“David? That is your name?” the stranger said to me and I nodded. “Good. We have some questions for you.”

“And why would I answer them?” I said, throwing my head up in what I hoped was a gesture of defiance.

“I think you’ll find your stay here more pleasant if you do.”

I shrugged as if I could care less. Unlike the doctor, who was dressed more or less as I was, the stranger wore a powder blue suit that put me in mind of a grandee at some eighteenth century court, ostentatious and encumbering. It appeared to me to be a uniform, clearly signaling his position to all who laid eyes on it, though I had no idea what authority it represented. Clearly he expected me to be familiar with it, judging by his manner.

“And what do I call you?” I said.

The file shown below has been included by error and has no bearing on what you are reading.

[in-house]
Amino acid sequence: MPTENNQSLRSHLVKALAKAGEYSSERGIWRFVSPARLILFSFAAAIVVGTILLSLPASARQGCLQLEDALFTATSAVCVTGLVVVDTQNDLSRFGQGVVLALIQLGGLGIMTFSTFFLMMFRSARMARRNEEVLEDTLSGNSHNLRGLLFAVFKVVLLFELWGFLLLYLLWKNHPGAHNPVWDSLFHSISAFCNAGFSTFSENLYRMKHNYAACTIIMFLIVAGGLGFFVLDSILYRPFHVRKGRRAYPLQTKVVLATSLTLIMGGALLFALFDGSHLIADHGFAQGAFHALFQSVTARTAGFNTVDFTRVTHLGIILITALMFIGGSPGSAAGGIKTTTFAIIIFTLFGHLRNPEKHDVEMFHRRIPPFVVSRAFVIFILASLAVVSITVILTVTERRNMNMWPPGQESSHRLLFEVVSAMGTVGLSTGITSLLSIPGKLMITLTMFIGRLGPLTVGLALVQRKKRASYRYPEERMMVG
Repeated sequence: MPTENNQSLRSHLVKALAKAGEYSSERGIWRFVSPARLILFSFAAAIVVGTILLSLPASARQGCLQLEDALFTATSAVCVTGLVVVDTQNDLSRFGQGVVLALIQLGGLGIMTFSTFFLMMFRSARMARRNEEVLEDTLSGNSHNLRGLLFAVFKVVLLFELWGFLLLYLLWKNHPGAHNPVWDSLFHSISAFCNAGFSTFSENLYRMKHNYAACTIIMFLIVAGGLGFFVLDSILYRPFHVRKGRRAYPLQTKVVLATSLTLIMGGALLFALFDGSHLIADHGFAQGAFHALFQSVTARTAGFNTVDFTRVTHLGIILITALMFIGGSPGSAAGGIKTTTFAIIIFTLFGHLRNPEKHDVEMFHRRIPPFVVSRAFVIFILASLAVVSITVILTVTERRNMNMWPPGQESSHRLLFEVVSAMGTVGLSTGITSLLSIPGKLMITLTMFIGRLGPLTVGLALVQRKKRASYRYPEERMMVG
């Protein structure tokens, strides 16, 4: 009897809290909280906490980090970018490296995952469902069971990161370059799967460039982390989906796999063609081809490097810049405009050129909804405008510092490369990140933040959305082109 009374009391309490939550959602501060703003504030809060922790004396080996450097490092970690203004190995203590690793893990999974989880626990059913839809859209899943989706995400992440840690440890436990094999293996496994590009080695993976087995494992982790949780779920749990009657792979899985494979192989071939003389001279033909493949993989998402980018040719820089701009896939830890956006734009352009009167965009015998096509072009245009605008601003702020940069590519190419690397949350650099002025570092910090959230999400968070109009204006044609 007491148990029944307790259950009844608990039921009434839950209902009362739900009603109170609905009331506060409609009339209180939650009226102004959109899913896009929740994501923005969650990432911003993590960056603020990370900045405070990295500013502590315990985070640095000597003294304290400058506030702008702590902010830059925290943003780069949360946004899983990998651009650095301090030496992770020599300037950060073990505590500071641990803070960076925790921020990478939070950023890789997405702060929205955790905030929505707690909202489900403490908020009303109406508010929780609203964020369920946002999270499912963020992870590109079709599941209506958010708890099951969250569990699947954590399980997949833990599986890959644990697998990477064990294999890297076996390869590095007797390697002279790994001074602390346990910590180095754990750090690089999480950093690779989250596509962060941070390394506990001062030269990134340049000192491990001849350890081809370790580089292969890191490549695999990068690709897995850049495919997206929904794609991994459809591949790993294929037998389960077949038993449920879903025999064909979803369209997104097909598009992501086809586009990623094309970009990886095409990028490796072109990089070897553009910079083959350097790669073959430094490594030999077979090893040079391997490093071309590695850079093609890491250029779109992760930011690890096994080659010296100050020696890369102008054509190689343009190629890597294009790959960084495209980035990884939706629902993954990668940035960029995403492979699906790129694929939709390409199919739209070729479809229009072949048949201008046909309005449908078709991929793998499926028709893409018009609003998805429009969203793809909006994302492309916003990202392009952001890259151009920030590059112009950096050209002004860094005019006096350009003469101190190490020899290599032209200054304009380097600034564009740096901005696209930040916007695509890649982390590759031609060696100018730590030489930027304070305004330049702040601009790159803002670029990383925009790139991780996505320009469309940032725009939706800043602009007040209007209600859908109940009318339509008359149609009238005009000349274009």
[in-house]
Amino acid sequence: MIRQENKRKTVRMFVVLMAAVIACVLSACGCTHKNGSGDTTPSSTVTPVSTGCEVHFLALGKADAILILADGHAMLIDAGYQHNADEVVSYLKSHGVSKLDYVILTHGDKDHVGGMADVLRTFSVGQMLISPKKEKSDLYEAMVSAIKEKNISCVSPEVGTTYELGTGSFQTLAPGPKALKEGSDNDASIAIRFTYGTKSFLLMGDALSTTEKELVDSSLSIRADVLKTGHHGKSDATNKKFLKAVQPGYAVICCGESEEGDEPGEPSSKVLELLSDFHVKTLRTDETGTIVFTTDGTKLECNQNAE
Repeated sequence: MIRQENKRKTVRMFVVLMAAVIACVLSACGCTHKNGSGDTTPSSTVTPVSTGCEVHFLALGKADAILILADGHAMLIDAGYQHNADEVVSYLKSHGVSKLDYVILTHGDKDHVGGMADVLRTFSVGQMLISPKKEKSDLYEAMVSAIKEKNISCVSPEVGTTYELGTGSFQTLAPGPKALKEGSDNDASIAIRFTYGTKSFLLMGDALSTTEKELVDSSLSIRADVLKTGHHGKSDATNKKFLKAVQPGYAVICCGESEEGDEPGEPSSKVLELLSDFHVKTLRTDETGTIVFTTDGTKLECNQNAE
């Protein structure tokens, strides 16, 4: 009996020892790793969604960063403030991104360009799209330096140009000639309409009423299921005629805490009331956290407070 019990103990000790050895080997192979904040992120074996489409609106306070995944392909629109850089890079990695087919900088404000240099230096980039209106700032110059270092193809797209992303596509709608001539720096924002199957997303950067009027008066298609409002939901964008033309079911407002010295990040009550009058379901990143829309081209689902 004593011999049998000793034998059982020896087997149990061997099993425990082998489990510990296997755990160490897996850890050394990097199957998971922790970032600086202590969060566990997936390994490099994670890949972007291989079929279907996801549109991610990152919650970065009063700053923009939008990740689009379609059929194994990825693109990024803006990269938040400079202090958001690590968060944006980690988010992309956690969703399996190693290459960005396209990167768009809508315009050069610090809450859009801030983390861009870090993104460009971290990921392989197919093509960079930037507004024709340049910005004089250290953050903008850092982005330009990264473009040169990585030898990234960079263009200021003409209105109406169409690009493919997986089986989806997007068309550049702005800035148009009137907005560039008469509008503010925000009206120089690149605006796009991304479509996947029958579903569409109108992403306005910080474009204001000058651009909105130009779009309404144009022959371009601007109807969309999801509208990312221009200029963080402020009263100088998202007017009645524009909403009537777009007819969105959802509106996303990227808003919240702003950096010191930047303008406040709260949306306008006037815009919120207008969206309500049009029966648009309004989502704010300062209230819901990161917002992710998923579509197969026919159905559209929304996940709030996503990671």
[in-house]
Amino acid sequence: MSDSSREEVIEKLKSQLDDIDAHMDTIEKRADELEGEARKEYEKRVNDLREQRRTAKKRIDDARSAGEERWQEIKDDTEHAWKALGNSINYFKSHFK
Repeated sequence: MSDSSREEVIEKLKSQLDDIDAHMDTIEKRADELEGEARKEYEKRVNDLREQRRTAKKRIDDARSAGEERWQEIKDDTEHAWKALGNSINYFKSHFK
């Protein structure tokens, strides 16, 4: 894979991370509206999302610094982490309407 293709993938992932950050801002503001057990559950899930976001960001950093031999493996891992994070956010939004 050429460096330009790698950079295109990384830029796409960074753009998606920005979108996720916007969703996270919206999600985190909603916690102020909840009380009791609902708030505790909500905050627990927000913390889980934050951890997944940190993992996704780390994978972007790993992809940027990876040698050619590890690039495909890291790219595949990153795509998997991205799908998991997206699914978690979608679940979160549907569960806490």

“My name is not important,” he said with a smile.

“Dick it is,” I said in reply, surprising myself and him.

“Very funny,” he said. “Are we through with the juvenile games?”

“When I am, you’ll be the first person I let know, Dick.” I had no idea where this bravado was coming from, for I felt none of it.

He looked at me grimly. “I am not a patient man, so I will ask you these questions only once and I expect helpful answers. You are from this universe and you have never left it?”

“To the best of my knowledge,” I said with a smile.

The man glanced at the doctor who said, “It’s like I said. The results were very clear. His spinal fluid has none of the markers from a crossing.”

“What is your involvement in the Church of Regents?” the man said, turning his attention back to me.

“First I’ve heard of it, Dick.” I said.

He smiled thinly. “I find that doubtful, given that we saw you in the company of one of their agents.”

“It’s the truth. Besides, you don’t even know who I was with.”

This seemed to take him by surprise and he glanced at the doctor, who said, “I saw her in the market.”